How To Say Man In Japanese (3 Different Ways)

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Just like how we have other words in English for ‘man’ such as guy, bloke, or dude, Japanese has synonyms for ‘man’ which you should know!

The kanji for male in Japanese is 男 (kunyomi: otoko, onyomi: dan) and you will often see it written on public toilets in Japan, so if there’s one take away before we start, memorise this character so you don’t go into the wrong toilet! 

There are words for ‘man’ in Japanese that are more polite than others and not all of them feature the kanji mentioned above (男). 

Let’s look at the different ways to refer to guys in Japanese and how to use them!

Otoko / otoko no hito

男 / 男の人

Man

The entrance to a male changing room at a Japanese bathhouse, showing the kanji 男 (male or man in Japanese).
The entrance to a male changing room at a Japanese bathhouse, showing the kanji 男 (male or man). Image source: Michael Ocampo from United States, CC BY 2.0, via Wikimedia Commons

The basic way to say ‘man’ in Japanese is otoko (男 / おとこ) but be careful, it’s not polite. Otoko is a noun that means an adult male. When used in compound words, otoko indicates the male gender in general such as in the word for ‘boy’ in Japanese which is otoko no ko (男の子, lit: male child) or the phrase otoko nomi (男のみ) which means ‘males only’. 

Otoko is just a regular noun for man with no politeness attached to it. That’s why you will often hear the word otoko no hito / 男の人 instead when someone is talking about a man. The addition of the no / の particle and the word hito / defines the male as a ‘person’, giving it a more respectful nuance, just like its female equivalent onna no hito / 女の人。

Saying otoko by itself in a conversation sounds a little rough. You could technically use it for a male animal too. It’s like saying someone’s name in Japanese without an honorific like san. 

For example:

Ano otoko wa dare desu ka?
あの男は誰ですか?
あの おとこ は だれ です か?
Who is that man / guy?

The above sentence might be said between two friends in private but it sounds rude. 

In general it’s better to use otoko no hito / 男の人 than otoko to refer to a man. 

But Japanese is highly contextual, so often when it’s obvious the person being talked about is a man, people will just say:

  • Are wa dare desu ka / あれは誰ですか? (who’s that?)  Informal / Casual
  • Ano hito wa dare desu ka? (who’s that person?)  Polite
  • Kare wa dare desu ka / 彼は誰ですか (who is he?)  Polite

And remember, otoko is different to otoko no ko (男の子/おとこのこ) which means ‘boy’ (hence the addition of the kanji for child, ko / 子).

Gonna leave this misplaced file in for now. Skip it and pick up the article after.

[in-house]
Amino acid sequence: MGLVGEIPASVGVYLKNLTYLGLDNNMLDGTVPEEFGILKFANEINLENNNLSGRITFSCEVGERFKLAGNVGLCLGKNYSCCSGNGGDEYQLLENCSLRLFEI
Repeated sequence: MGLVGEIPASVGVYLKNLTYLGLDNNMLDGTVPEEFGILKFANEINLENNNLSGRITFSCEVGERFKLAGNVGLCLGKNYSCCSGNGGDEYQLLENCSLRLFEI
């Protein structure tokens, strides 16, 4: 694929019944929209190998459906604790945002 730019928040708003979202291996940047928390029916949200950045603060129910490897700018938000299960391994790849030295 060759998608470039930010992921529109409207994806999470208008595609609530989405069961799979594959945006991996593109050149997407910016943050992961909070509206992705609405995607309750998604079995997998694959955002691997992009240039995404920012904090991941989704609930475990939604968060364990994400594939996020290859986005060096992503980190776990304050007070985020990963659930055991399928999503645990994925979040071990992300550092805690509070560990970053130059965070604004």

Dansei

男性

Man

A Japanese toilet sign. The text in Japanese says 男性トイレ (men's toilet). Make sure you know how to read and say man in Japanese before your trip to Japan!
A Japanese toilet sign. The text in Japanese says 男性トイレ (men’s toilet). Image source: whity, CC BY 2.0, via Wikimedia Commons

The next word for man in Japanese uses the same kanji character as otoko (男) but pronounced with its onyomi reading dan to make the word dansei. The second kanji in this word, sei (性), refers to biological sex. So dansei literally means the male sex but in modern day Japanese this is a polite term for ‘man’ and ‘men’. 

Dansei is widely used and appropriate for any situation including official contexts, so you can’t go wrong using it! 

Aside from dansei being a more polite way to say man in Japanese, what’s the difference between otoko / otoko no hito and dansei?  

An interesting comparison is that dansei has a much more positive nuance than otoko. In many cases when Japanese crime news is reported, if men are involved, male victims will be referred to as dansei and the male perpetrators or suspects as otoko. 

Yon jyuu ichi sai no dansei ga eki de otoko ni sashi sare mashita.
41歳の男性が駅で男に刺しされました。
41 さい の だんせい が えき で おとこ に さし されました。
A 41 year old male was stabbed by a man at the station. 

Yatsu

Guy, fellow, chap

Yatsu is a very informal way to refer to a person in Japanese which is popular among the younger generation (both boys and girls) and between men when referring to other men.  While yatsu is sometimes used among young people in Japan to refer to females, it is generally a term for talking about men. 

Yatsu is another one of those Japanese words with no direct English translation. In the dictionary, yatsu is given two main dictionary definitions: 

  1. Guy, fellow, chap 
  2. Object or thing

Pretty different right? But just remember, because yatsu also has the meaning of ‘object’ or ‘thing’, it sounds offensive unless you know the person well, or you’re talking with a friend about someone. 

An acceptable way of saying yatsu would be between friends

Satou kun tte hontou ii yatsu da yo na.
佐藤くんって本当いい奴だよな
さとう くん って ほんとう いい やっこ だ よ な
Satou kun is such a good dude eh?

In anime, yatsu is often used in a derogatory way by the bad guy: 

Omee mitai na yatsu doko ni ittemo tzutzukanai yo.
おめえみたいな奴はどこに行っても続かないよ。
おめえ みたいな やつ は どこ に いって も つづかない よ。
A guy like you won’t last, no matter where you go. 

Yatsu is a super common way to refer to a guy in casual Japanese, so expect to hear it a lot but be careful using it yourself!

Man in Japanese

Each of these Japanese words for man has a different nuance, so make sure you pick the right one for the situation! It’s differences like these that make languages interesting. Next, learn other ways to refer to people in Japanese:

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Francesca Rex-Horoi

Francesca is a freelance copywriter and teacher, who moved to Tokyo from New Zealand at age 24. A linguistics and ESL major, she spent 3 years teaching at an all-boys high school. Now based in France, she remains a self-confessed Japanophile who loves kanji, cooking, cats and the outdoors.

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